Everyone who spends any length of time in Banff, the most famous small town in the country, has the wildlife conversation. Perhaps you are a skier, and you ask Dr. Margaret Clarke, a town resident you meet one day at lunch, where to find the most accessible cross-country trails. The following chat ensues:
Dr. Clarke: Well, there’s the Cascade fire road. And there’s the Spray Lakes loop behind the Banff Springs Hotel. Just don’t go alone.
Newcomer: Why not?
Dr. Clarke: The bears are waking up, and they’ll follow you.
Newcomer: In March? Isn’t that a bit early?
Dr. Clarke: Not really. And there are four cougars in the area.
Newcomer: Cougars? Really?
Dr. Clarke: At least take some bear spray.
Hardly anyone who has lived here long carries anything so wiener-ish as bear spray while skiing. But you are a nervous newcomer. And so the next day, as you hand over $30 for a tube of pressurized capsaicin, you mutter sheepishly, by way of saving face, “I heard the bears are waking early this year.”
“A bit early for that!” the customer behind you interjects merrily. She’s a skier in her 40s. “But you can always use it on the cougars.” It’s not clear if she is taking the mick or not.
There are at least 10 cougars roaming the woods these days between Banff and Canmore, 15 kilometres down the Trans-Canada – a lot, even by local standards. The Rocky Mountain Outlook and The Banff Crag & Canyon carry stories every issue: big cats lolling, lounging, lunging and lurking on woodpiles, in backyards, at dogs, near schoolyards.
That’s what cougars do. They’re the four-legged version of the Mob: You never know when the hit will come.
None of this flusters the locals. What they are afraid of is Starbucks, and other invasive retail fauna. Last month, after 12 years of simmering debate, Banff’s council rejected a proposal to limit chain stores, even though three-quarters of its residents were in favour of regulation.
The general complaint is that “formula stores” undermine Banff’s uniqueness as a showpiece of Canada’s original national park.
Between the cougars and the coffee chains lies the question of what people should be more wary of: the encroachments of homogenized urban civilization, or a 90-kilogram cat that can snap your neck at a single pounce.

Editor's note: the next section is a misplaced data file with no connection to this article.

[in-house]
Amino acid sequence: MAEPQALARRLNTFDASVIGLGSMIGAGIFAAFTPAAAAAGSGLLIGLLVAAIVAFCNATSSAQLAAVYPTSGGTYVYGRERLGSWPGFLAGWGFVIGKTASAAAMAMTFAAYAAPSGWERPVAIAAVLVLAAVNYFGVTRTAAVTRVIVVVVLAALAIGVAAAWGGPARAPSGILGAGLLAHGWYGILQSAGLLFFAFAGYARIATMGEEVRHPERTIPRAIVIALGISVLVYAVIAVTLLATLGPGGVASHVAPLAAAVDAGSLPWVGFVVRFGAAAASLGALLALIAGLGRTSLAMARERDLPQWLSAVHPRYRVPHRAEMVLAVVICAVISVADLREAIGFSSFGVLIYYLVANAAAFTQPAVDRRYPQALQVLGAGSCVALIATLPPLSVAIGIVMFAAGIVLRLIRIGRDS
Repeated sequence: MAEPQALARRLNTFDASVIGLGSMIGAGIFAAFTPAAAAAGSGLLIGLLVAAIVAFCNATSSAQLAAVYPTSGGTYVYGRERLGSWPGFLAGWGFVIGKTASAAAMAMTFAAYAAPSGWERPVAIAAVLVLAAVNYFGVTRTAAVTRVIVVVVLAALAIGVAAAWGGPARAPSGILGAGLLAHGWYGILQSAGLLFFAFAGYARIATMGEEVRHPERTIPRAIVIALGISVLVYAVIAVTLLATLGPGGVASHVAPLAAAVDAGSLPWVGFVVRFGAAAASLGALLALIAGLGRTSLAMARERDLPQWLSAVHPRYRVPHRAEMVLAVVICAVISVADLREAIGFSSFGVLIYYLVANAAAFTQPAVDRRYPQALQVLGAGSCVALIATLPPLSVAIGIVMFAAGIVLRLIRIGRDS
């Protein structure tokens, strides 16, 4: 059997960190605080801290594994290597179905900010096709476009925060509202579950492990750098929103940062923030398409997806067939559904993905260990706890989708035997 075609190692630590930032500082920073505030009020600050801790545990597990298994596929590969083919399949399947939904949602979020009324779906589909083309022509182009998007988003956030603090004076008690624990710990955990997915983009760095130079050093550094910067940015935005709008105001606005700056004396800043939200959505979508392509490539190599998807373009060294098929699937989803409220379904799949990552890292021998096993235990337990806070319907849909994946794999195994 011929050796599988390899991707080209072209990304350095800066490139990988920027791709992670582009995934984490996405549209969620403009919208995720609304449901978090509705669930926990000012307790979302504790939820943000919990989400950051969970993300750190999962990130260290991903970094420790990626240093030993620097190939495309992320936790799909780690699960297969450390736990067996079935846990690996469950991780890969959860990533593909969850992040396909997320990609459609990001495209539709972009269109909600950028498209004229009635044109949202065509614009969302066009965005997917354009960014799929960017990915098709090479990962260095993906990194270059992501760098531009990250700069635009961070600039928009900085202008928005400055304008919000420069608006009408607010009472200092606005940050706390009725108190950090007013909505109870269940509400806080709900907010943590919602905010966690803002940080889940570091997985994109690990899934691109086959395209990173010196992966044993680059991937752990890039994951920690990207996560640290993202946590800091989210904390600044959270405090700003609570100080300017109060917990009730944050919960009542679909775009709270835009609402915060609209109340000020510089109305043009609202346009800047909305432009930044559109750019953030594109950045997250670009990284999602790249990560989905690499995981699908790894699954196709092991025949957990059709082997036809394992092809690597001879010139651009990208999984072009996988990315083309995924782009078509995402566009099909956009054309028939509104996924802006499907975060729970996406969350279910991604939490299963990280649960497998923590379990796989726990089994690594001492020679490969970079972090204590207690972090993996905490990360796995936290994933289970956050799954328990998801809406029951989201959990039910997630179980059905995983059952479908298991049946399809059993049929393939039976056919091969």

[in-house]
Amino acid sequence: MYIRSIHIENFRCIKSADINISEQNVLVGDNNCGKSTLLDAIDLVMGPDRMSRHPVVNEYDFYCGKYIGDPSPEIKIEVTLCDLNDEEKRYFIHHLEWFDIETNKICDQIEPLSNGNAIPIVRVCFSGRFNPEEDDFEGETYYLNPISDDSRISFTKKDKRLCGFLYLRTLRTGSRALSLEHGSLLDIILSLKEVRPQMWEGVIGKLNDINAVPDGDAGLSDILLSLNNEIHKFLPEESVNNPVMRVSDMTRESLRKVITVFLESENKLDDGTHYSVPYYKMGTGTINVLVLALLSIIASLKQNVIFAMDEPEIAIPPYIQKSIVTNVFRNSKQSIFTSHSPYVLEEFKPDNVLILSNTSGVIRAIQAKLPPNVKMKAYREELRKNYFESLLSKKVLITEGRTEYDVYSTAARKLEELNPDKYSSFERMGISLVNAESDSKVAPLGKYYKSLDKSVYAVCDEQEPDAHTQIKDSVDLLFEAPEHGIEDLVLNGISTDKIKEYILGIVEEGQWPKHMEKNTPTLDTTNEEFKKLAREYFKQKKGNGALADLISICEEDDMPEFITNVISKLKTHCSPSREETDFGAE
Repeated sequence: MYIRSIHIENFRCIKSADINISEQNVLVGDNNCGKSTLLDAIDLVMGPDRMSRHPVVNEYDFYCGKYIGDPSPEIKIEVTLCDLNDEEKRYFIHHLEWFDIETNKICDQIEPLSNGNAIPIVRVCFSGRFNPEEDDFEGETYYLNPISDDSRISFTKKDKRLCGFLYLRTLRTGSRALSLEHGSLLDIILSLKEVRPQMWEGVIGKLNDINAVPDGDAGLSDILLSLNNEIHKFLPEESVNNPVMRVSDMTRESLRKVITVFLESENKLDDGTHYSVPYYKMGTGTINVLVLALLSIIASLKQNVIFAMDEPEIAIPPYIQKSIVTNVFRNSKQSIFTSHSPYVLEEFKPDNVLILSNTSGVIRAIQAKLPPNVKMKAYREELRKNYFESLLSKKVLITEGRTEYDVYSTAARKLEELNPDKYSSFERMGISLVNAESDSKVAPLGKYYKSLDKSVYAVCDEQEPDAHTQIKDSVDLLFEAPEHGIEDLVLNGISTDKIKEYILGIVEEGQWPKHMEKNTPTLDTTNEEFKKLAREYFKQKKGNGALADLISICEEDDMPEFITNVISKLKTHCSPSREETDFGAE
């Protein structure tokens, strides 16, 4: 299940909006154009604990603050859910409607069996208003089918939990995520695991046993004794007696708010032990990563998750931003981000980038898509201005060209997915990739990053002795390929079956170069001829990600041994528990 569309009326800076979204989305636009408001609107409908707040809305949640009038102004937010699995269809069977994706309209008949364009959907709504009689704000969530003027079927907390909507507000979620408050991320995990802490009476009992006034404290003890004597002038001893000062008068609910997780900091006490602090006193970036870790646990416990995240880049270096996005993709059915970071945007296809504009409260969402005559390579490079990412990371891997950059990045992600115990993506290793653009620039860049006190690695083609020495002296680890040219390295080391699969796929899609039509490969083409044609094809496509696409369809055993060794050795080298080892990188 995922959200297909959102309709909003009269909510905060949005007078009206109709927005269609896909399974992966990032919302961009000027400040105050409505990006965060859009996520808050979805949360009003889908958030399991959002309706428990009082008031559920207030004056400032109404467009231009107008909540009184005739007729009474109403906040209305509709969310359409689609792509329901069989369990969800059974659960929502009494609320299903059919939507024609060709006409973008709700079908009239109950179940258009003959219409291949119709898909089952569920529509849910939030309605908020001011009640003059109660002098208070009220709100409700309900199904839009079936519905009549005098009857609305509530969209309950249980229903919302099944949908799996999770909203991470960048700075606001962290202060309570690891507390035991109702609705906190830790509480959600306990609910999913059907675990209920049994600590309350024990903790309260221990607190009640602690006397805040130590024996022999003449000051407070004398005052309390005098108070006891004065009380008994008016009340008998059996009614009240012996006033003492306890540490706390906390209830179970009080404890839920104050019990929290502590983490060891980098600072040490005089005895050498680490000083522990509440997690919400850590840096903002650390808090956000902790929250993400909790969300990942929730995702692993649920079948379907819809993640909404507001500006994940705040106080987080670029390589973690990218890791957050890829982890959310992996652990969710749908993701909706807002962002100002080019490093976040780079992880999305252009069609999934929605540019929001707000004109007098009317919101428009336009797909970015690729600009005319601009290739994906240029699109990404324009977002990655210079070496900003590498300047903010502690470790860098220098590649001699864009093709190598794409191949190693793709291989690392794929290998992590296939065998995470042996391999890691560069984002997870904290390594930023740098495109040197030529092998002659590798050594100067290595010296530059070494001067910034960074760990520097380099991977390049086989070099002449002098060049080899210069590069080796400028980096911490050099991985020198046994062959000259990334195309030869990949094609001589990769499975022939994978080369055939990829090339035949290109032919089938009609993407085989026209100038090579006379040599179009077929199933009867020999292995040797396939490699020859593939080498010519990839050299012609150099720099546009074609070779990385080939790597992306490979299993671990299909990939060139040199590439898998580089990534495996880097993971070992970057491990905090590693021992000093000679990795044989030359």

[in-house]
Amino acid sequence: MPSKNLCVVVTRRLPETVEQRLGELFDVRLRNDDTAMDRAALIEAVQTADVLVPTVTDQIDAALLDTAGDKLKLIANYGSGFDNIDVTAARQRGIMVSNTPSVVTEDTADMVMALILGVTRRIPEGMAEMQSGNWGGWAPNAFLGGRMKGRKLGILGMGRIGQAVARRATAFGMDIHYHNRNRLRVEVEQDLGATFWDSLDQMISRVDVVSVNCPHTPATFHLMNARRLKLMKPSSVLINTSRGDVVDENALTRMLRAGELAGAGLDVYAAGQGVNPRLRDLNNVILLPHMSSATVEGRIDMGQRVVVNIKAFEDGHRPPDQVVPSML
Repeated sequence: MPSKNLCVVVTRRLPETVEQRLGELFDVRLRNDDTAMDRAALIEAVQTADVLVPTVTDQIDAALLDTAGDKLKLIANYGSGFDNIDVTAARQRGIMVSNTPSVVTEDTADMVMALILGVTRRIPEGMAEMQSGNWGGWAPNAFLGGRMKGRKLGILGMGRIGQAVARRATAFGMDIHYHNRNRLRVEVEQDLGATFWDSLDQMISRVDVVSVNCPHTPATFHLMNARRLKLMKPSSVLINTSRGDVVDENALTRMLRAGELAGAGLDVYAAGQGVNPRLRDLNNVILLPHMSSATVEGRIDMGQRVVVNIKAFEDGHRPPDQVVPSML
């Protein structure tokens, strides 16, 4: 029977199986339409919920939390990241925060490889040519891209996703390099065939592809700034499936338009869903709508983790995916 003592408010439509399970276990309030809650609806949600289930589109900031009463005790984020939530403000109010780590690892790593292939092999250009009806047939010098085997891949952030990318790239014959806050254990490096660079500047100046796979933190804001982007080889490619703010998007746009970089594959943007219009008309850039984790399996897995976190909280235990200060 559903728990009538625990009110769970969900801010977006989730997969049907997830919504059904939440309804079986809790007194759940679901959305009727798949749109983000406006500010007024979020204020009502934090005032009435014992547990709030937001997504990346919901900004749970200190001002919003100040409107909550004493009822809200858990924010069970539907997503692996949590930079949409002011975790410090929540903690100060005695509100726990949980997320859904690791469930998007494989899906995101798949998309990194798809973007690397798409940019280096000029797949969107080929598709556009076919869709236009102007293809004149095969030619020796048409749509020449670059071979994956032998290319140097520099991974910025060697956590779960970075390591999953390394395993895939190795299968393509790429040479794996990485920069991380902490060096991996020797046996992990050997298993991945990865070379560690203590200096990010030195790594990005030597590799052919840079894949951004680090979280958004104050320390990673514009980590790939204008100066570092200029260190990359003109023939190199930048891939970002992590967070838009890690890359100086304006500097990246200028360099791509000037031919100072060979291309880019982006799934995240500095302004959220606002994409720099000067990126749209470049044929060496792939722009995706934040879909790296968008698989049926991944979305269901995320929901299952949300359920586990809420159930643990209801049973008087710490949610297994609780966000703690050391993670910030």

In the city, which is to say in most of the rest of the country, we presume that more is more: Growth is good and bigger is better, broader and brighter. But out here, in a place small enough to be examined on a granular scale, people think about this stuff all the time.
Steve Michel, Banff National Park’s human-conflict wildlife specialist (note that the park has such a person), likens my new bear spray to a seatbelt: “You can go your whole life and not need a seatbelt. But you can’t put it on after you’ve had the accident.”
We’re drinking coffee at Wild Flour, a bakery in what is known as downtown Banff. The downtown covers less area than a large mall in suburban Toronto.
“We don’t know precisely how many cougars there are,” says Mr. Michel, who looks like a wildlife officer – slim, red hair, tan uniform. (The necktie seems to be going extinct west of Winnipeg.) Counting cougars is as subtle, or impossible, as predicting the end of the Bitcoin bubble. Cougars require prey, mostly deer and elk; prey distribution depends in part on how much snow is covering the vegetation they feed on. This was a low-snow year in the town of Banff; hence, maybe, more cougars.
Thanks to remote cameras installed along the four wildlife corridors that surround Banff, Mr. Michel knew by January that four different cougars had taken up local residence. Snow-track analysis revealed at least four others, he adds: “We know we had one big male, and a couple of sub-adults.” They were all within a 10-km radius of Banff and Canmore. A large cougar weighs 90 kilograms and is the size of a grown man, and also tawny, quiet, agile, fast and carnivorous. Cougars have a particular taste for small dogs and children. They kill before they eat by breaking their prey’s neck or biting through the back of its skull.
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